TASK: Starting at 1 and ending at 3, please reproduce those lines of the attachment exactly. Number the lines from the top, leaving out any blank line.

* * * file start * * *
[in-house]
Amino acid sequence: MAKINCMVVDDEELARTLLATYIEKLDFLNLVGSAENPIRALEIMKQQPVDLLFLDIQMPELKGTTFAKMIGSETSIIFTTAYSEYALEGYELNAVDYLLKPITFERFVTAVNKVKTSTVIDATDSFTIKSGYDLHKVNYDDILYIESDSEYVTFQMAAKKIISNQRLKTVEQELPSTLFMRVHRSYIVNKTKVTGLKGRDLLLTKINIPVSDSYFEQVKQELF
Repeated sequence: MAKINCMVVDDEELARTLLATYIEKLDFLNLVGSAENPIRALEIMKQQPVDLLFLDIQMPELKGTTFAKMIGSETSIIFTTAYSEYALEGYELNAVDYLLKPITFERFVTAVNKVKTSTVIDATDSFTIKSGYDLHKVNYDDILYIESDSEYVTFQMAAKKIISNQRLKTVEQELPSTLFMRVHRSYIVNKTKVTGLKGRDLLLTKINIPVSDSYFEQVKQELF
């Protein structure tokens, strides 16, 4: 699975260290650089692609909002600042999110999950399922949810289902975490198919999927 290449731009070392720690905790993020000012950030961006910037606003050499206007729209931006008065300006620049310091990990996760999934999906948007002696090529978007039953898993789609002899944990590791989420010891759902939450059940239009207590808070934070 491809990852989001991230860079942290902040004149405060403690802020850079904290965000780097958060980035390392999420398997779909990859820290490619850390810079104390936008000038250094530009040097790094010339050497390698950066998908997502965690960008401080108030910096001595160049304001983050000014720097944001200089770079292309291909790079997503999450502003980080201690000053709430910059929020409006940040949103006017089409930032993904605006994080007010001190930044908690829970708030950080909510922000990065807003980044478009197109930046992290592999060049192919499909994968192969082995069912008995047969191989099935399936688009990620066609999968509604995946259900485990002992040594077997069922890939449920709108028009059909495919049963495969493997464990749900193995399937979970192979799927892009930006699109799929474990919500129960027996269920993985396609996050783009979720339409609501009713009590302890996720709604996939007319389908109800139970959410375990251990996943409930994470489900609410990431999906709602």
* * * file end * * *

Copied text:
[in-house]
Amino acid sequence: MAKINCMVVDDEELARTLLATYIEKLDFLNLVGSAENPIRALEIMKQQPVDLLFLDIQMPELKGTTFAKMIGSETSIIFTTAYSEYALEGYELNAVDYLLKPITFERFVTAVNKVKTSTVIDATDSFTIKSGYDLHKVNYDDILYIESDSEYVTFQMAAKKIISNQRLKTVEQELPSTLFMRVHRSYIVNKTKVTGLKGRDLLLTKINIPVSDSYFEQVKQELF
Repeated sequence: MAKINCMVVDDEELARTLLATYIEKLDFLNLVGSAENPIRALEIMKQQPVDLLFLDIQMPELKGTTFAKMIGSETSIIFTTAYSEYALEGYELNAVDYLLKPITFERFVTAVNKVKTSTVIDATDSFTIKSGYDLHKVNYDDILYIESDSEYVTFQMAAKKIISNQRLKTVEQELPSTLFMRVHRSYIVNKTKVTGLKGRDLLLTKINIPVSDSYFEQVKQELF